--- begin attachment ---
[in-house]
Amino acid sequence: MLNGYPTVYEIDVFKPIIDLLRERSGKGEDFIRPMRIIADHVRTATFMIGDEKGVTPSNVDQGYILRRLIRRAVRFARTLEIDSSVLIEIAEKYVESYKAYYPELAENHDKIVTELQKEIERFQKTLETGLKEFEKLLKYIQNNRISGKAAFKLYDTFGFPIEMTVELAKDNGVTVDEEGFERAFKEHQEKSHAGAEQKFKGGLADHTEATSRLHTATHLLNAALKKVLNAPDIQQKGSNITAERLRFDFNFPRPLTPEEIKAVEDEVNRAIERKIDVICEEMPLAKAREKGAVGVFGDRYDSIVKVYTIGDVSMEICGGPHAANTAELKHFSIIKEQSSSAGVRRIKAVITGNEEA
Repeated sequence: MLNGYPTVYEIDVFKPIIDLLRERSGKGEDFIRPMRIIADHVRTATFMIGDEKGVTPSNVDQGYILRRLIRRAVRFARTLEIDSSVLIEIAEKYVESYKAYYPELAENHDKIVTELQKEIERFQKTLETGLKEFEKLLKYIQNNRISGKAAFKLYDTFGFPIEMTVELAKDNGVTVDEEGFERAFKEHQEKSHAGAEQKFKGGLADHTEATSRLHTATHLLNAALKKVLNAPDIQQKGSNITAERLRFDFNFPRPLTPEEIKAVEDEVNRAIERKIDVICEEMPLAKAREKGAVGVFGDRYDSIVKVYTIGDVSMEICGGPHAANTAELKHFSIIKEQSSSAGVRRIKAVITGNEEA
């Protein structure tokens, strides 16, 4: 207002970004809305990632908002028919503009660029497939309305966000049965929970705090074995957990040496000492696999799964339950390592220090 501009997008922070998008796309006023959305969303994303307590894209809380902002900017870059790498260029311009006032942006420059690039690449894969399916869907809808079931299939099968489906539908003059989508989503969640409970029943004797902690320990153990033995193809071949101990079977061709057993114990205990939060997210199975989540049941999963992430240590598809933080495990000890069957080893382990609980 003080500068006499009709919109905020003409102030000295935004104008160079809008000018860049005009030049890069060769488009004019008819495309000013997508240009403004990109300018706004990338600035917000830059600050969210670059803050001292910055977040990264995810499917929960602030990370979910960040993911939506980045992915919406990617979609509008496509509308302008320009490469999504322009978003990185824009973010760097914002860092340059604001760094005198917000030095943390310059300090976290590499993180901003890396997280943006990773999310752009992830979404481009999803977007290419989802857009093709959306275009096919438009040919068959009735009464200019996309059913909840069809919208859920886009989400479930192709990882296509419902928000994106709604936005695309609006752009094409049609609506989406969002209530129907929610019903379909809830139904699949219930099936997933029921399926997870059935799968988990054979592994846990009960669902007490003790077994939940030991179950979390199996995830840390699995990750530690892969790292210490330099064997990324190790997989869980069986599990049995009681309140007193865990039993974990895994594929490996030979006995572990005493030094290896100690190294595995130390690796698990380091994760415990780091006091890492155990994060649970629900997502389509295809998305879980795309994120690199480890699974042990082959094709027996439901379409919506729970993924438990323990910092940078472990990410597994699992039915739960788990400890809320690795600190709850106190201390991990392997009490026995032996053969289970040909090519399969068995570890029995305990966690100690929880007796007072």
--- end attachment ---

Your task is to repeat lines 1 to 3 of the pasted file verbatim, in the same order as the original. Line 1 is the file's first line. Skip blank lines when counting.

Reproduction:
[in-house]
Amino acid sequence: MLNGYPTVYEIDVFKPIIDLLRERSGKGEDFIRPMRIIADHVRTATFMIGDEKGVTPSNVDQGYILRRLIRRAVRFARTLEIDSSVLIEIAEKYVESYKAYYPELAENHDKIVTELQKEIERFQKTLETGLKEFEKLLKYIQNNRISGKAAFKLYDTFGFPIEMTVELAKDNGVTVDEEGFERAFKEHQEKSHAGAEQKFKGGLADHTEATSRLHTATHLLNAALKKVLNAPDIQQKGSNITAERLRFDFNFPRPLTPEEIKAVEDEVNRAIERKIDVICEEMPLAKAREKGAVGVFGDRYDSIVKVYTIGDVSMEICGGPHAANTAELKHFSIIKEQSSSAGVRRIKAVITGNEEA
Repeated sequence: MLNGYPTVYEIDVFKPIIDLLRERSGKGEDFIRPMRIIADHVRTATFMIGDEKGVTPSNVDQGYILRRLIRRAVRFARTLEIDSSVLIEIAEKYVESYKAYYPELAENHDKIVTELQKEIERFQKTLETGLKEFEKLLKYIQNNRISGKAAFKLYDTFGFPIEMTVELAKDNGVTVDEEGFERAFKEHQEKSHAGAEQKFKGGLADHTEATSRLHTATHLLNAALKKVLNAPDIQQKGSNITAERLRFDFNFPRPLTPEEIKAVEDEVNRAIERKIDVICEEMPLAKAREKGAVGVFGDRYDSIVKVYTIGDVSMEICGGPHAANTAELKHFSIIKEQSSSAGVRRIKAVITGNEEA